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Last updated: February 19. 2013 5:00PM - 235 Views

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HUDSON, Ohio — An Alzheimer's diagnosis at a young age is not going to slow down Joan Uronis.


In fact, Uronis sees the diagnosis that came at the age of 62 as a blessing.


I look at Alzheimer's as a gift I have been given by God to do with what I want to do with and use it for the good of others, she said. And that is what I am going to do.


This month — National Alzheimer's Disease Awareness Month — the story of Joan and Al Uronis will serve as an example of how the disease affects families.


At first, Joan Uronis found she got lost while driving to familiar places, even to the home of family members. Then she had greater difficulty doing two or more tasks at the same time. She would forget friends' names.


Last year, she got the official diagnosis.


Uronis, 63, who worked as a general manager in the health-care field for many years, and her husband, Al Uronis, 64, her caregiver, recently were named to the 20-member National Alzheimer's Association Early Stage Advisory Board.


Only 4 percent of Alzheimer's cases are considered early onset, which affects people who get the disease before they reach 65. Joan Uronis said the disease progresses more rapidly in early onset patients like her.


Uronis was fired from her job last year, she said, when she was having difficulty doing what was required of her, such as remembering conference calls, handling budgeting and other duties.


Alzheimer's causes confusion, so if you have too many things going on at the same time, it is hard for your mind to grasp that, said Al Uronis, who works as an account manager for a Cleveland company. He said he plans to work only part time next year so he can spend more time with his wife.


The lifespan of people with early onset Alzheimer's is five to seven years, Al Uronis said.


The couple has been speaking at Alzheimer's Association meetings and traveled to Chicago for the filming of an educational video for the American College of Physicians Foundation.


Joan Uronis said she has trouble following what she reads. Her husband said that when they watch a television show, she often can't follow the storyline.


He often wonders, Are we watching the same show? he said, because of her difficulty following what's happening.


Her mother and uncle both had Alzheimer's disease, Joan Uronis said.


I was a caregiver to my mom, and now I am living it, she said.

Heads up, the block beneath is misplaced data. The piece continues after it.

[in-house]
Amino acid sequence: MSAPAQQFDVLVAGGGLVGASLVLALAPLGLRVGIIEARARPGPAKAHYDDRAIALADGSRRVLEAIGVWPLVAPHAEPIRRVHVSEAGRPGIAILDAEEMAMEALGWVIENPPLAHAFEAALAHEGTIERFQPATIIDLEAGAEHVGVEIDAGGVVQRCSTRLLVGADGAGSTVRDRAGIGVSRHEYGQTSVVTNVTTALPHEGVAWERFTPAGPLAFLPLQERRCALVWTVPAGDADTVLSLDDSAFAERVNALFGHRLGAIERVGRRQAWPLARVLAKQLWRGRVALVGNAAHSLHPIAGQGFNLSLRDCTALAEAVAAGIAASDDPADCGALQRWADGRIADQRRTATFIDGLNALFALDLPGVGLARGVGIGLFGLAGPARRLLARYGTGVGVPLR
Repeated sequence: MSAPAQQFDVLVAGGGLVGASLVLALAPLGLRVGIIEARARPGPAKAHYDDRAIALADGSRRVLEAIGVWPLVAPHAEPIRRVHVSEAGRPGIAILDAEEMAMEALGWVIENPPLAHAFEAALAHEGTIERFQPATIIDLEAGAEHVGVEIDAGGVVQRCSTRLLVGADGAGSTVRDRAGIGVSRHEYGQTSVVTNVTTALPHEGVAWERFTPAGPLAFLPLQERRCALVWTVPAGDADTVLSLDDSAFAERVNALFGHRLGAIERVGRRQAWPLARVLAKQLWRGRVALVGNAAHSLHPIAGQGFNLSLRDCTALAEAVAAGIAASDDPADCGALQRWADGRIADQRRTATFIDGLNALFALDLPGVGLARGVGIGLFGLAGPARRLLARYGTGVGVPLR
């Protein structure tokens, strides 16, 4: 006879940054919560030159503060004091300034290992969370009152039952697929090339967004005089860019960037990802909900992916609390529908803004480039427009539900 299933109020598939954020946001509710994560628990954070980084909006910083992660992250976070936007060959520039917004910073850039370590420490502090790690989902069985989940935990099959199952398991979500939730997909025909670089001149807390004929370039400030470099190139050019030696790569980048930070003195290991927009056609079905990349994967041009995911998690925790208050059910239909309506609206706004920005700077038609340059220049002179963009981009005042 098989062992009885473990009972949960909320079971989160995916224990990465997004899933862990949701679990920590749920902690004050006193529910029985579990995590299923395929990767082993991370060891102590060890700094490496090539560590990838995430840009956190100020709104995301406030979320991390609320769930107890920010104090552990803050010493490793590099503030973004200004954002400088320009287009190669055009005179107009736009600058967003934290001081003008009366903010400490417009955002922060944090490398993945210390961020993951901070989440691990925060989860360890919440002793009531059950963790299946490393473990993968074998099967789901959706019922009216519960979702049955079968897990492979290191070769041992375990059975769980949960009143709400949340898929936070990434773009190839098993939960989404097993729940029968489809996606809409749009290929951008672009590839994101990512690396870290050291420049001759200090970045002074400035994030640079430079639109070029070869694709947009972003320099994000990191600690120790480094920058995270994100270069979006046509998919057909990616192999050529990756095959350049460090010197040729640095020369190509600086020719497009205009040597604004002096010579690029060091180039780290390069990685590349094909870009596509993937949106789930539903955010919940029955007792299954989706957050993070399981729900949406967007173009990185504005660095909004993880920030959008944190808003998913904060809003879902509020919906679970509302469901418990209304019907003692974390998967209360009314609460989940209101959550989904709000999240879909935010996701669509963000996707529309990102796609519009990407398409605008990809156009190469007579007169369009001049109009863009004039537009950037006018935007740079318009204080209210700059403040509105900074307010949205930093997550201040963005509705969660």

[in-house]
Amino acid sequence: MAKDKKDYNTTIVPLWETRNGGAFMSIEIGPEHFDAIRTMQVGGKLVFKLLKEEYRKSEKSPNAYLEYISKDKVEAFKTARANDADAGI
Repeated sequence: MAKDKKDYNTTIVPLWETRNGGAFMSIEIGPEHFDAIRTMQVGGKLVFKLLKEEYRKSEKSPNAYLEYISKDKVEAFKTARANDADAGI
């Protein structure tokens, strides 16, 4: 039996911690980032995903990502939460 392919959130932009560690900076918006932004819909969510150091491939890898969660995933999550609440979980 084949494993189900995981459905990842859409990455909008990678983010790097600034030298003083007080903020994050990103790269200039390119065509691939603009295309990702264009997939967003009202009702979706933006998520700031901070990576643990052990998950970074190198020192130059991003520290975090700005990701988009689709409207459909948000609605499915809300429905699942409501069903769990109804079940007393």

Because she worked in the health-care field, she said, she has extra compassion for those who have the disease.


This isn't the first time Uronis has experienced a health crisis. In 1990, she had brain surgery to remove a benign tumor.


I have always taken the challenges and turned them into opportunities, she said. I turned it into something positive.


Now, she said, I have Alzheimer's, and I am out advocating for those who have Alzheimer's.


Pam Schuellerman, executive director of the Greater East Ohio Chapter of the Alzheimer's Association for nearly 20 years, said Uronis was chosen to be on the national board because she was eager to talk about the disease.


Her attitude and desire to be an advocate has a profound impact on me and the rest of the staff, Schuellerman said.


She called the Uronises' relationship an inspiration.


I love to see how proud and supportive Al is of Joan, Schuellerman said. This disease affects entire families and many people in their prime like Joan. ... When she speaks, you can hear a pin drop in the room.


It's hard to believe that she is fighting and trying to live with a terminal illness.


Uronis said that upon learning her diagnosis she made the decision to make the best of what she faced.


I said to myself that I am ‘dying to live' — not sitting back and waiting to die, she said.


The challenges are difficult.


Our world is different, Joan Uronis said.


If she loses something, it can feel devastating.


I lost my keys, and it was almost a panic, she said.


She had a hard time retracing her steps to figure out where the keys might be found.


It's not like I can walk here or think of where I was last, she said.


Still, she said, a person can approach a fatal disease in two ways.


You can say, ‘Poor me, pity me. And my life is over, and what am I going to do now?' And then die, she said.


Or you can die to live. ... I have a lot of life ahead of me and I have a lot of things to do, she said. I can't change the course of my disease, but hopefully I can be a voice for those who have a later stage and can't talk.


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